I write in response to the comments by Dannie Dinh, public relations officer of Baylor Democrats, concerning Texas Senate Bill 16.
The bill in question requires that every woman who elects to have an abortion in Texas will have the option to see a sonogram of her baby before the procedure is performed.
Ms. Dinh is opposed to the bill because she says it is expanding state control over women’s privacy.
She says that requiring abortion facilities to show a woman the sonogram of her baby is “an intrusion between the doctor-patient relationship.” However, I fail to see the grounds for Ms. Dinh’s objection to the bill. How can offering a woman the opportunity to see her baby in a private medical room possibly intrude between the doctor and the patient?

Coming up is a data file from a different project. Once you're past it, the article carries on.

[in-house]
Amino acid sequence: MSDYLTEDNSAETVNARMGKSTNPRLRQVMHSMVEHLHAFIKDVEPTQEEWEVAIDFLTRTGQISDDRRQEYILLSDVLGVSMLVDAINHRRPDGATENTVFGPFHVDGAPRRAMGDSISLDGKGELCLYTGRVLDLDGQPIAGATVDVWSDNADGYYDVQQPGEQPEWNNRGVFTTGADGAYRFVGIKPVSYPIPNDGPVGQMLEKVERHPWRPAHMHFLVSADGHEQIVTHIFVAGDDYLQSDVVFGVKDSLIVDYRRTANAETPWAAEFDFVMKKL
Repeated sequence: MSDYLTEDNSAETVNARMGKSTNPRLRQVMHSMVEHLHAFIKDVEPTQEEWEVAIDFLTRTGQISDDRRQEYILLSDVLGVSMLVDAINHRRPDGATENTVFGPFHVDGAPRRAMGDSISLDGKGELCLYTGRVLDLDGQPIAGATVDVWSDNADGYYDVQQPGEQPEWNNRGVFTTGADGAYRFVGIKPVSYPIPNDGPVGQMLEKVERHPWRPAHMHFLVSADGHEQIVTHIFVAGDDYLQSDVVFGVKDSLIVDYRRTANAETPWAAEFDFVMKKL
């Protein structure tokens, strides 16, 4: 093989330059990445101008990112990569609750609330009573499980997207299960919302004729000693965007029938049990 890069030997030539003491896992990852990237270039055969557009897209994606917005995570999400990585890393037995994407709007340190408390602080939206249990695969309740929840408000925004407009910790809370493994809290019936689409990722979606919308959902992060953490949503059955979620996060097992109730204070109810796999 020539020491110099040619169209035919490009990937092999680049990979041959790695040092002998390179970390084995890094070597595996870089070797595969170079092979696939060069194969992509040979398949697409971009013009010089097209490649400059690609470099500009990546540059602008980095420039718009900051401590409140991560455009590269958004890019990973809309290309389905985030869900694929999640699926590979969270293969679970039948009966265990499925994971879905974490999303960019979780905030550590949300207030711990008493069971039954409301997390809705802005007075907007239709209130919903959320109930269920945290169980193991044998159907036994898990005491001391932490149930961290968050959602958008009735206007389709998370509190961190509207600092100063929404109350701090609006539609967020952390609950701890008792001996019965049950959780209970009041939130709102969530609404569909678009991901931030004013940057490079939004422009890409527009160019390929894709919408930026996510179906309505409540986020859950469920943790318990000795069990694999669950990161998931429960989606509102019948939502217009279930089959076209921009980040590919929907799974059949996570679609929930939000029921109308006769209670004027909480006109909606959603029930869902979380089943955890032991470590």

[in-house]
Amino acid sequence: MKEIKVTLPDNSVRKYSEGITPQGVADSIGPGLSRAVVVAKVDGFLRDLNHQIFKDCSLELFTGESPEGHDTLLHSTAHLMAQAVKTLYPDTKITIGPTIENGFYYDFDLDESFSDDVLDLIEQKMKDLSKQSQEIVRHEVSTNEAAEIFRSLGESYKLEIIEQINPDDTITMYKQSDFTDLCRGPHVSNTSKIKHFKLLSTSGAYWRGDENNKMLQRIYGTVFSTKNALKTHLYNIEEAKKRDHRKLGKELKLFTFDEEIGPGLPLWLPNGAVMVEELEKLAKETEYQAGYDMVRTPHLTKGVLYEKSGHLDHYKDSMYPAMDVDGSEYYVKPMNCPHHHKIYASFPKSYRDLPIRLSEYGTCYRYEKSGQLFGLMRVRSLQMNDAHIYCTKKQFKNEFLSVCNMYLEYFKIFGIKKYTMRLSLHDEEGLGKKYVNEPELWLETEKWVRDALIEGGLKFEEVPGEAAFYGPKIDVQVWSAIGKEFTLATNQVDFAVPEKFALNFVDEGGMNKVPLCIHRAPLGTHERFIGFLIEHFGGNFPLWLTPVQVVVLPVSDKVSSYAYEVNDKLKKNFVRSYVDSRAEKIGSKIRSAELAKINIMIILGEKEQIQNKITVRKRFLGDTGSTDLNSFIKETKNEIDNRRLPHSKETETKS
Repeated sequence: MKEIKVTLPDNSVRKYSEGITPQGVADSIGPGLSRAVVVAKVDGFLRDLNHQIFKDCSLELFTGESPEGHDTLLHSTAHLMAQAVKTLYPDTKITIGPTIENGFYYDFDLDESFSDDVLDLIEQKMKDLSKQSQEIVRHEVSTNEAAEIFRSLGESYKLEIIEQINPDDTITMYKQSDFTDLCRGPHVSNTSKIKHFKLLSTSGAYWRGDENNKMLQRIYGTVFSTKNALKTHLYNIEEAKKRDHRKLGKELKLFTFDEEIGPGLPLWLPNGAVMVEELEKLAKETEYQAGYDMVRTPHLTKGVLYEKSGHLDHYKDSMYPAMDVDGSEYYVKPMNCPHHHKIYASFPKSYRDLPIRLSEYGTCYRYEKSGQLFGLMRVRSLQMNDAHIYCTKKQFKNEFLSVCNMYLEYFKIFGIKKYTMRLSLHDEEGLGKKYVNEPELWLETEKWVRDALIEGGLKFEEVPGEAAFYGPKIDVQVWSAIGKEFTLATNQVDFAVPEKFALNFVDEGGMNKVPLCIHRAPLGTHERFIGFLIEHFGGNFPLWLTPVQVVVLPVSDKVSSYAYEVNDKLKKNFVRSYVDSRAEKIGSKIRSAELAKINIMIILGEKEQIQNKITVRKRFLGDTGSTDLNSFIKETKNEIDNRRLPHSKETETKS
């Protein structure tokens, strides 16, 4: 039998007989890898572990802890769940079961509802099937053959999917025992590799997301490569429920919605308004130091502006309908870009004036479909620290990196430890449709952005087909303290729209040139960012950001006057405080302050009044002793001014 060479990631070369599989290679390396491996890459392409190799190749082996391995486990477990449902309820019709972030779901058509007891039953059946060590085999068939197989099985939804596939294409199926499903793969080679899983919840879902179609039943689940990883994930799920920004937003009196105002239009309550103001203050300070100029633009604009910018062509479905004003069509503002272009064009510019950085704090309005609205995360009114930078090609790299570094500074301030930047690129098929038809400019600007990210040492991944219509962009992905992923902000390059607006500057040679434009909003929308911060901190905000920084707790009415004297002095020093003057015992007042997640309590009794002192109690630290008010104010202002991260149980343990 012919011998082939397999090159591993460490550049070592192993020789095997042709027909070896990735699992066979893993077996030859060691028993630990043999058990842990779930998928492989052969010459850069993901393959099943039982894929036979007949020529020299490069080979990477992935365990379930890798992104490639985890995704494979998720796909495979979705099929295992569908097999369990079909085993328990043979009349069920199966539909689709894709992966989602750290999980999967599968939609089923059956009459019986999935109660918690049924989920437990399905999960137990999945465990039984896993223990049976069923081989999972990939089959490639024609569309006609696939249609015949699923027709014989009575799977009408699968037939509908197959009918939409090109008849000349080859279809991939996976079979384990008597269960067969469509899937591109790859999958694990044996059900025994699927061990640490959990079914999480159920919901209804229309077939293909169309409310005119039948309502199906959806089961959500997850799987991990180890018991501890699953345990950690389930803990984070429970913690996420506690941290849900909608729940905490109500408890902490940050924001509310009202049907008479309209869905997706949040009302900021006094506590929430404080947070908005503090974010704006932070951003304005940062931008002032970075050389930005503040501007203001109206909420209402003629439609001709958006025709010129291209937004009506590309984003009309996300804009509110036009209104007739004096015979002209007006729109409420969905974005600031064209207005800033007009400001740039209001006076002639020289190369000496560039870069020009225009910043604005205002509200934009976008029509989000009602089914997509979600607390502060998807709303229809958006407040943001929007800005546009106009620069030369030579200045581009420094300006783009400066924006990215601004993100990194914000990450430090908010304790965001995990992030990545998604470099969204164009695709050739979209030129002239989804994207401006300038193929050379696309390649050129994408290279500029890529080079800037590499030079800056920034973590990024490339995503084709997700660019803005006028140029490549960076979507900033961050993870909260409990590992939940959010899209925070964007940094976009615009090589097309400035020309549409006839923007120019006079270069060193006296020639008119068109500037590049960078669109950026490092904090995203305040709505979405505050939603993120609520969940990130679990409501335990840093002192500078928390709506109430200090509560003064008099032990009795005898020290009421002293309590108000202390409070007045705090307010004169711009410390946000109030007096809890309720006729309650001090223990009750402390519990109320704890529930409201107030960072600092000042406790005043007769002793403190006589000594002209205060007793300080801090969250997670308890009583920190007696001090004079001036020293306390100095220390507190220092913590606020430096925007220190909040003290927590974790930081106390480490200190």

There will be no other people present when the sonogram is shown—it is simply a matter of turning the monitor towards the patient so that she may see the object of the procedure, the part of her that is about to be removed.
This is not about increasing control of government if the woman has the power to opt out of seeing the sonogram. In fact, this is part of the move in medicine towards full disclosure to the patient.
Therefore the claim by Ms. Dinh that S.B. 16 is an intrusion between the doctor-patient relationship and that this is an attempt for the State to assert more control over women’s health are wrong.
I urge all that agree with Ms. Dinh to re-evaluate their stance against the right of women to see a sonogram before having an abortion. It is truly in the best interest of the patient.
Lecturer in Spanish
Department of Modern Foreign Language